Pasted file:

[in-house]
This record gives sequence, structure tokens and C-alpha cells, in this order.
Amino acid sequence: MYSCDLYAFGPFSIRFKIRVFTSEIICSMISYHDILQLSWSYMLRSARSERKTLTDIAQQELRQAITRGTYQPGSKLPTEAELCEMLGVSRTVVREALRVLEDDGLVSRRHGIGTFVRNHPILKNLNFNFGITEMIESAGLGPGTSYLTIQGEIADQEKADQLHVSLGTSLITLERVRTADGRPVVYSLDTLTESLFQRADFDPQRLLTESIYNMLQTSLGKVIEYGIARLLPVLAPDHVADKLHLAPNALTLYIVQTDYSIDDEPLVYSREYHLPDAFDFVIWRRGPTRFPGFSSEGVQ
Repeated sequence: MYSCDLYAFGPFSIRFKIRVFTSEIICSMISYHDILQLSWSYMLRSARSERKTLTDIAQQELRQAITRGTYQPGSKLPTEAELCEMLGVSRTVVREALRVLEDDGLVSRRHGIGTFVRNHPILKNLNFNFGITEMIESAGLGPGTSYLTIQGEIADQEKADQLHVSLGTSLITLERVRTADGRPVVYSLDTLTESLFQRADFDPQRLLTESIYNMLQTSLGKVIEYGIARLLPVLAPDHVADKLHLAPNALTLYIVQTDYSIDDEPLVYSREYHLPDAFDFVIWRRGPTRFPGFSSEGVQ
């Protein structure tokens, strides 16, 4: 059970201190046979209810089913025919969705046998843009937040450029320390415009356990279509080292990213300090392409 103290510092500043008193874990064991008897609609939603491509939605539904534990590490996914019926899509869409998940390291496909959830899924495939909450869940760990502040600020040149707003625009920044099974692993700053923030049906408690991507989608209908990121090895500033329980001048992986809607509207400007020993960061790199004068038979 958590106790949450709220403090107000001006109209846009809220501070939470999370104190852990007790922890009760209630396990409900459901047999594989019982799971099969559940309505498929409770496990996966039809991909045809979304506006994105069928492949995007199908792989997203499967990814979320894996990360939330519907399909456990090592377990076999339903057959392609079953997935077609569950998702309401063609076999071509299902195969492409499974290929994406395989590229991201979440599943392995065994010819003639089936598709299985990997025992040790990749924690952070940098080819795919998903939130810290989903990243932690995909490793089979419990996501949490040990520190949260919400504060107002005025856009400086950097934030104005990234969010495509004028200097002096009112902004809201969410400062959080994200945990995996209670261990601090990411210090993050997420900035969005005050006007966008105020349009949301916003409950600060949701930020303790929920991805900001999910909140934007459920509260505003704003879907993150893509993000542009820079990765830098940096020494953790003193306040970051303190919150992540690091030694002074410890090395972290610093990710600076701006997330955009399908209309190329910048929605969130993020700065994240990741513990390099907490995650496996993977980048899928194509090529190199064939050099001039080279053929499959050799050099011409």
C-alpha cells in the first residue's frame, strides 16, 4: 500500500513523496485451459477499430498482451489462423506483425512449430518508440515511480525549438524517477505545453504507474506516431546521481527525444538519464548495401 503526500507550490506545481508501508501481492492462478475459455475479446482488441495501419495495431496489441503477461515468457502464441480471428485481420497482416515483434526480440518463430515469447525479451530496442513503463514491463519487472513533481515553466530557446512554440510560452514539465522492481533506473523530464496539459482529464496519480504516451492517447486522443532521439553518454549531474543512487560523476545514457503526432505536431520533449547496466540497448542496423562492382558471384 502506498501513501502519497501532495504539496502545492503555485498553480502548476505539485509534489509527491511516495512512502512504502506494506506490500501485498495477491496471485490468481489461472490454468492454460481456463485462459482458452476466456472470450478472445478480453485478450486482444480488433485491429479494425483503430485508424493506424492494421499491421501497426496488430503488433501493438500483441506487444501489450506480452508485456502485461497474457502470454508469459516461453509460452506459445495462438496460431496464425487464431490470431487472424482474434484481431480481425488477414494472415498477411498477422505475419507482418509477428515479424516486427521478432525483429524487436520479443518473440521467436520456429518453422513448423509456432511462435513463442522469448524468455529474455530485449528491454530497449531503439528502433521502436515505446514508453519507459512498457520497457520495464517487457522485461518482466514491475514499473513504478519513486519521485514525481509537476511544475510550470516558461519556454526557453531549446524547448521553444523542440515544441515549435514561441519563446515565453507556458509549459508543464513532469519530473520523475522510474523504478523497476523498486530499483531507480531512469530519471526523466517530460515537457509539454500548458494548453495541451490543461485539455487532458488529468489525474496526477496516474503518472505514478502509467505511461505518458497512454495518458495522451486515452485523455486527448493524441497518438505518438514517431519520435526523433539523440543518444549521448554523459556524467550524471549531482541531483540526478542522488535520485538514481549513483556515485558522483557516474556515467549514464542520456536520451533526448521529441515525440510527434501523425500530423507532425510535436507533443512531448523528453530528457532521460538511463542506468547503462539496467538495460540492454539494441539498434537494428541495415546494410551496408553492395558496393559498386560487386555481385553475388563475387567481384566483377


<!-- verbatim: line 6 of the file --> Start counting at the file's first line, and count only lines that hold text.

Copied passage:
C-alpha cells in the first residue's frame, strides 16, 4: 500500500513523496485451459477499430498482451489462423506483425512449430518508440515511480525549438524517477505545453504507474506516431546521481527525444538519464548495401 503526500507550490506545481508501508501481492492462478475459455475479446482488441495501419495495431496489441503477461515468457502464441480471428485481420497482416515483434526480440518463430515469447525479451530496442513503463514491463519487472513533481515553466530557446512554440510560452514539465522492481533506473523530464496539459482529464496519480504516451492517447486522443532521439553518454549531474543512487560523476545514457503526432505536431520533449547496466540497448542496423562492382558471384 502506498501513501502519497501532495504539496502545492503555485498553480502548476505539485509534489509527491511516495512512502512504502506494506506490500501485498495477491496471485490468481489461472490454468492454460481456463485462459482458452476466456472470450478472445478480453485478450486482444480488433485491429479494425483503430485508424493506424492494421499491421501497426496488430503488433501493438500483441506487444501489450506480452508485456502485461497474457502470454508469459516461453509460452506459445495462438496460431496464425487464431490470431487472424482474434484481431480481425488477414494472415498477411498477422505475419507482418509477428515479424516486427521478432525483429524487436520479443518473440521467436520456429518453422513448423509456432511462435513463442522469448524468455529474455530485449528491454530497449531503439528502433521502436515505446514508453519507459512498457520497457520495464517487457522485461518482466514491475514499473513504478519513486519521485514525481509537476511544475510550470516558461519556454526557453531549446524547448521553444523542440515544441515549435514561441519563446515565453507556458509549459508543464513532469519530473520523475522510474523504478523497476523498486530499483531507480531512469530519471526523466517530460515537457509539454500548458494548453495541451490543461485539455487532458488529468489525474496526477496516474503518472505514478502509467505511461505518458497512454495518458495522451486515452485523455486527448493524441497518438505518438514517431519520435526523433539523440543518444549521448554523459556524467550524471549531482541531483540526478542522488535520485538514481549513483556515485558522483557516474556515467549514464542520456536520451533526448521529441515525440510527434501523425500530423507532425510535436507533443512531448523528453530528457532521460538511463542506468547503462539496467538495460540492454539494441539498434537494428541495415546494410551496408553492395558496393559498386560487386555481385553475388563475387567481384566483377